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Have social networks become a problem for footballers?

Insults, racially abuses and free stress are convincing many pro to delete their accounts

Have social networks become a problem for footballers? Insults, racially abuses and free stress are convincing many pro to delete their accounts

If it's true that social networks continue to be more than just a hobby for some professional footballers, who have managed to transform their virtual profiles into huge sources of revenues (Cristiano Ronaldo, who has recently reached 200 million followers on Instagram, manages to earn about € 900k from a single post and, a very similar figure also on Twitter according to a recent study conducted by Opendorse), the English Players Footballers' Association has sounded the alarm: professional footballers are starting to refuse social networks for all the 'negativity' linked to them.

In support of its thesis, well collected from a recent BBC Sport article, the association of British professional players has provided the number of those who, in 2019, asked for the specific consultancy services: 643 athletes, more than 50% more than the number of the previous year.

The reasons that convinced many players to close their accounts, or at least to start seriously thinking about taking a painful step backwards, are manifold, but all linked to the barrage, the media bombardment caused by the avalanche of comments received: racist insults, offenses related to sexual orientation, to political ideas but also minor episodes such as goal mistakes in the offensive area and bad defensive performances, or outbursts for have lost a match at the fantasy football or sports bets lost by a whisker. In England, where the phenomenon of virtual abuses and verbal violence is extremely topical, already last October some players had decided to 'strike' for 24 hours, launch the hashtag #enough. While from Italy, the English defender of AS Rome Chris Smalling had publicly pointed out that there is a completely different way of using social networks, that is by making a different and constructive use of them, and that 'the time has come for Twitter, Instagram and Facebook to evaluate the possibility of regulating their channels, taking responsibility for protecting the mental health of users regardless of age, race, sex or income'.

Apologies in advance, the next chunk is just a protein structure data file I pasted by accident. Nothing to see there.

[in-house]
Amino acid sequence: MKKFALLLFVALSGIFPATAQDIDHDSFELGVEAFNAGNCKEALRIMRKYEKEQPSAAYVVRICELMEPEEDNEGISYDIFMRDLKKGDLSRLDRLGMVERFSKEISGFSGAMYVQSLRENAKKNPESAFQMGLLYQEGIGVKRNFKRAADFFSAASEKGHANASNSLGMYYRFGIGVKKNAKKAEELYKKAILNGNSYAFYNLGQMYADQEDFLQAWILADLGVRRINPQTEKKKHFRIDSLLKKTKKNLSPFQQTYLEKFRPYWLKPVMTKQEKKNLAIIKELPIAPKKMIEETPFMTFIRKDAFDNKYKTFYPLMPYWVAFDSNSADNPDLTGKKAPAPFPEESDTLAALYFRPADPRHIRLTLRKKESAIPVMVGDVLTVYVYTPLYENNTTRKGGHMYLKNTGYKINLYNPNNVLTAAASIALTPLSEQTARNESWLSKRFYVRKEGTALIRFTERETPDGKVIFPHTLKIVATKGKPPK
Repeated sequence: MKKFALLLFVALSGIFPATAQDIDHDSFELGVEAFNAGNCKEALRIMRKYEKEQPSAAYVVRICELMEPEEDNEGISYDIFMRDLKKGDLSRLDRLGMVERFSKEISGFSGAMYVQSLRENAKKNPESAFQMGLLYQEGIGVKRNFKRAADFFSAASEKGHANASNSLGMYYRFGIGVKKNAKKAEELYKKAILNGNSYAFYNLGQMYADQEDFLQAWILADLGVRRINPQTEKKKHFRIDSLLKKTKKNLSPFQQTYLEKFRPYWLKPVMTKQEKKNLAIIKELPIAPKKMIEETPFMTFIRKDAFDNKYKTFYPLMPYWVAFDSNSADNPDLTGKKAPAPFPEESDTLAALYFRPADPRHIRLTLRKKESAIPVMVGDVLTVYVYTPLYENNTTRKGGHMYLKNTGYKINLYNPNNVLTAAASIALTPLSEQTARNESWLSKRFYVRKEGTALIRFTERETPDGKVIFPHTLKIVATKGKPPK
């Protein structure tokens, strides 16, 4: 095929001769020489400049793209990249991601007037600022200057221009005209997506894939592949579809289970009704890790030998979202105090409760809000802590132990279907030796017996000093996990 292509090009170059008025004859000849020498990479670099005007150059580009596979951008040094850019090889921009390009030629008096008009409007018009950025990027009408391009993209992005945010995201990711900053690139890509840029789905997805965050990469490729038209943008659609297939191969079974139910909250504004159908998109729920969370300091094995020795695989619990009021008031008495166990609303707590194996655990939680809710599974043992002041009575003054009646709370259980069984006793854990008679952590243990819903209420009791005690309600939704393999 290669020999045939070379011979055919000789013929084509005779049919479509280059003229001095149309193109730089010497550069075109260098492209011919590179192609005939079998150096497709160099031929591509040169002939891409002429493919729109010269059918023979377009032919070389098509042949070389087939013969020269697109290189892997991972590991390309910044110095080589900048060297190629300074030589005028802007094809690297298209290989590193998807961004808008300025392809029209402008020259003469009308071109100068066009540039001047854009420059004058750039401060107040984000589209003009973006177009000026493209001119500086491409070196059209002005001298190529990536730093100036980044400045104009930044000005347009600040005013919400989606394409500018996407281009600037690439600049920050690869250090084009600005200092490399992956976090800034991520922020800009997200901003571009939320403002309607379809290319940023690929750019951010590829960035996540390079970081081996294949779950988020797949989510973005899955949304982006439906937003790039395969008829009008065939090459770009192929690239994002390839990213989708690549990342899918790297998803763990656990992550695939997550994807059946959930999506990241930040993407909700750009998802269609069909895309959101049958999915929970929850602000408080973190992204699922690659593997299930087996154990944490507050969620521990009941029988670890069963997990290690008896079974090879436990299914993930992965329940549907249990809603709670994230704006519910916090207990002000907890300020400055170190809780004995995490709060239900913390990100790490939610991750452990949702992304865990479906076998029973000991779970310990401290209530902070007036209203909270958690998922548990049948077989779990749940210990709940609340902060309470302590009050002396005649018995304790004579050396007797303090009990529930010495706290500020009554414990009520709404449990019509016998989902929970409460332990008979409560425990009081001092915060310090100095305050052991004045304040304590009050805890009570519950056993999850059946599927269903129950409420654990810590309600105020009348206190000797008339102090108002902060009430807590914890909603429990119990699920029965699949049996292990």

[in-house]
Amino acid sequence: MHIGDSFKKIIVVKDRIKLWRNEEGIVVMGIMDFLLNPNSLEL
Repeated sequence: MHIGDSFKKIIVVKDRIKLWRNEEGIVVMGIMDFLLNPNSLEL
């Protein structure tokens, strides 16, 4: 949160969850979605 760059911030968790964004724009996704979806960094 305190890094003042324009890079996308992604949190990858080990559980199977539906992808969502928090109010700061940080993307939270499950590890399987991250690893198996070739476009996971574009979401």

At the moment, however, very few have managed to put the right attention on the topic, there is not yet the right awareness on the problem and the right way to deal with it has probably not been found. Also because, as pointed out by the former British commentator and psychotherapist Gary Bloom:

"Sports psychology has always been traditionally related to field issues, graphs and data. But sports psychotherapy is above all about the care of the human being and building relationships and not trying to fix things, but making sure that "individual looks at their personal problems off the pitch. Cricket and rugby are ahead of football. Football is still in the Neanderthal age, sometimes you would think that in 2020 some of these problems would have been addressed."

The list of those who, even temporarily, had to take a break from social networks is already substantial: Celtic Glasgow player Ryan Christie but also the well-known Andy Robertson, Liverpool's Scottish left-back submerged by insults after the mistake it cost the Reds their defeat against Napoli last September. A year earlier, we change sports but not a basic concept, even the Philadelphia 76ers player JJ Redick had decided to free himself and close that 'dark place', thus commenting on social networks: 'They have become an extension of you. It's fucking scary'. Certainly the choice to leave social platforms, however necessary, is extremely anachronistic: the sports world has been witnessing the expansion of Tik Tok in recent months and the unbridled growth of the official profiles of professional teams, and many players and top teams Europeans are basing much of their global economic boom on the relative engagement of social networks, by implementing ad hoc strategies based on influencers' activities. For footballers, social networks have become a odi et amo, a double-edged sword: desired and coveted to obtain popularity and appreciation from top brands and an easy showcase to increase the number of fans, they are very complicated to manage daily for the many unpleasant consequences so much that they are often entrust by special figures.